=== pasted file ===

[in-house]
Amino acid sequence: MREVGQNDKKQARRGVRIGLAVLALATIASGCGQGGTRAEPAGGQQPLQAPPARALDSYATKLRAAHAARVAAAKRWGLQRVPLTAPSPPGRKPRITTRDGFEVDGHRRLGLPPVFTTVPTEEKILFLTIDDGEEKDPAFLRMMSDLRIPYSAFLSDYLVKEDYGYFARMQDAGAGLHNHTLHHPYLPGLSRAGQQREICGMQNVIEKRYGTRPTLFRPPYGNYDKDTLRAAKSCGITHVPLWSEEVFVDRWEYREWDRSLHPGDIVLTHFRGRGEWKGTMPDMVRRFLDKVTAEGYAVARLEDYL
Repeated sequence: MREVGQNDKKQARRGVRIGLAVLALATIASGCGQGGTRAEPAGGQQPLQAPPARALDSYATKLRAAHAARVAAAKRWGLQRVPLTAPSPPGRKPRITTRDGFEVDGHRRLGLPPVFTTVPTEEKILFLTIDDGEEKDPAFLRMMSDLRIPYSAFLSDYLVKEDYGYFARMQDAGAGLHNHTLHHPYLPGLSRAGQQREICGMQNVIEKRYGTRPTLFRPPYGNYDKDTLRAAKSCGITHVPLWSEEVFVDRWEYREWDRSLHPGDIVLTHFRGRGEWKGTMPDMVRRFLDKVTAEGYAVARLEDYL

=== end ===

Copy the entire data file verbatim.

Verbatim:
[in-house]
Amino acid sequence: MREVGQNDKKQARRGVRIGLAVLALATIASGCGQGGTRAEPAGGQQPLQAPPARALDSYATKLRAAHAARVAAAKRWGLQRVPLTAPSPPGRKPRITTRDGFEVDGHRRLGLPPVFTTVPTEEKILFLTIDDGEEKDPAFLRMMSDLRIPYSAFLSDYLVKEDYGYFARMQDAGAGLHNHTLHHPYLPGLSRAGQQREICGMQNVIEKRYGTRPTLFRPPYGNYDKDTLRAAKSCGITHVPLWSEEVFVDRWEYREWDRSLHPGDIVLTHFRGRGEWKGTMPDMVRRFLDKVTAEGYAVARLEDYL
Repeated sequence: MREVGQNDKKQARRGVRIGLAVLALATIASGCGQGGTRAEPAGGQQPLQAPPARALDSYATKLRAAHAARVAAAKRWGLQRVPLTAPSPPGRKPRITTRDGFEVDGHRRLGLPPVFTTVPTEEKILFLTIDDGEEKDPAFLRMMSDLRIPYSAFLSDYLVKEDYGYFARMQDAGAGLHNHTLHHPYLPGLSRAGQQREICGMQNVIEKRYGTRPTLFRPPYGNYDKDTLRAAKSCGITHVPLWSEEVFVDRWEYREWDRSLHPGDIVLTHFRGRGEWKGTMPDMVRRFLDKVTAEGYAVARLEDYL